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Half-time huddle for the 2017 Tutu Fellows - a letter of thanks

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Dear Peter, Sean, Jackie and the AFLI team,

Imagine a football game where two teams meet to compete. A game is typically divided into two halves of forty-five minutes each. The teams have trained, prepared and learned as much about each other as possible before showing up on the pitch. Despite this fact, they spend the majority of the first half of the game learning about each other, making major mistakes, figuring things out and adjusting where needed. Then it's half time. The coaches take their teams to the locker room. They review the first half of the game, the players' strengths and weaknesses, and they reshape the team's initial strategy with a view to win the game in the second half. The team goes back onto the pitch with a renewed focus, a transformed view of the world, a better understanding of each individual player, and a rekindled hope for the future.

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Rori Tshabalala - Looking inward for the path forward

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Candidates from the 2017 Tutu Leadership Fellowship Programme cohort were interviewed at Mont Fleur, outside Cape Town, about the first workshop in the programme. Rori Tshabalala says that an element of the programme is the self-reflection required to determine why we choose the paths we do.

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Abayomi Awobokun - Think, then lead

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Candidates from the 2017 Tutu Leadership Fellowship Programme cohort were interviewed at Mont Fleur, outside Cape Town, about the first workshop in the programme. Abayomi Awobokun mentioned that an area in which leaders often fail is in thinking sufficiently rigorously about the outcomes that a path of leadership might produce.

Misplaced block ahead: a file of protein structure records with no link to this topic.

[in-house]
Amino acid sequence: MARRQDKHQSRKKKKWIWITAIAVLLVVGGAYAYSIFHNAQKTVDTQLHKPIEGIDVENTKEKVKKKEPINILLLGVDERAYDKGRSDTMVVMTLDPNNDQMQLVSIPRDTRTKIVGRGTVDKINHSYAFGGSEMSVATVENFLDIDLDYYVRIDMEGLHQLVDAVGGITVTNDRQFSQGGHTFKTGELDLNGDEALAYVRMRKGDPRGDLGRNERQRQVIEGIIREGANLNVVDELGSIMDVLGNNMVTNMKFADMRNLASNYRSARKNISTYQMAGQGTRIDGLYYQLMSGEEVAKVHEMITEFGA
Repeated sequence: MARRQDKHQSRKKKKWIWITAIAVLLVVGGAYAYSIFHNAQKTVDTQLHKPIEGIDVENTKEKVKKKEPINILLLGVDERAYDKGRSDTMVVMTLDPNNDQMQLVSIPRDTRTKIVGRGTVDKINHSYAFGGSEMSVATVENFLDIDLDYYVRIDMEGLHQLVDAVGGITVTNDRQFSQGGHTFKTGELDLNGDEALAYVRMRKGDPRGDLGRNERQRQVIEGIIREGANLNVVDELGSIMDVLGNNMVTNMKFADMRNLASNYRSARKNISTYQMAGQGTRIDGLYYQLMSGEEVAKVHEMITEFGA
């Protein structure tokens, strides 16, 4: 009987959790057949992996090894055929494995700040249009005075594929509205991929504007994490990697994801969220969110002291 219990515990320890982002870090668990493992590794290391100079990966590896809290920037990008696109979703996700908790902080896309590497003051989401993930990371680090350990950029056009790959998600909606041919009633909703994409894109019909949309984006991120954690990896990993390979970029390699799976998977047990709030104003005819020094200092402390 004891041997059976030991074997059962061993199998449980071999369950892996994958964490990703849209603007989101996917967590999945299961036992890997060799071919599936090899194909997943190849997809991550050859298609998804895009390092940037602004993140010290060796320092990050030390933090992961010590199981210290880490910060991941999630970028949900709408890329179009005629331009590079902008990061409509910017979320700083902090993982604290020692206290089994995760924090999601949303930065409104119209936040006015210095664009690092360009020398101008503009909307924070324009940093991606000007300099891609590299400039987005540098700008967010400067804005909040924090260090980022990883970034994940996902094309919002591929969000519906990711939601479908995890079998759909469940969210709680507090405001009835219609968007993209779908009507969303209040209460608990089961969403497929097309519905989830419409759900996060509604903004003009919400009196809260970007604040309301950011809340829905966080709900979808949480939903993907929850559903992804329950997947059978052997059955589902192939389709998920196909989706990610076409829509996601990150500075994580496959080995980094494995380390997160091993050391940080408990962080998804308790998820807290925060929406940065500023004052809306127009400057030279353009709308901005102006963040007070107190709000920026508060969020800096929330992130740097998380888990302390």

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Ahmed Zahran - Building a pan-African cultural understanding

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Candidates from the 2017 Tutu Leadership Fellowship Programme cohort were interviewed at Mont Fleur, outside Cape Town, about the first workshop in the programme.  Ahmed Zahran, who is from Egypt, spoke of how the group helped him gain a better understanding of sub-Saharan Africa, of which he had had limited exposure previously.

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Hema Vallabh - Growing through discomfort

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Candidates from the 2017 Tutu Leadership Fellowship Programme cohort were interviewed at Mont Fleur, outside Cape Town, about the first workshop in the programme. Hema Vallabh talks about how the Fellowship programme creates an environment in which speakers and fellow attendees provide insights that are discomfiting to taken-for-granted positions.

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Jude Abaga - authentic leadership is inspiring

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Candidates from the 2017 Tutu Leadership Fellowship Programme cohort were interviewed at Mont Fleur, outside Cape Town, about the first workshop in the programme.  Jude Abaga speaks of how the programme inspires authentic leadership. 

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Martino Noely - inspiring change

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Candidates from the 2017 Tutu Leadership Fellowship Programme cohort were interviewed at Mont Fleur, outside Cape Town, about the first workshop in the programme.  Martino Noely came away inspired with ideas on how to be a better change agent when he returned to Madagascar.

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Natalie Jabangwe - How do we bring our people with us?

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Candidates from the 2017 Tutu Leadership Fellowship Programme cohort were interviewed at Mont Fleur, outside Cape Town, about the first workshop in the programme. Natalie Jabangwe says a key lesson of the programme is showing how unselfish leadership puts people first.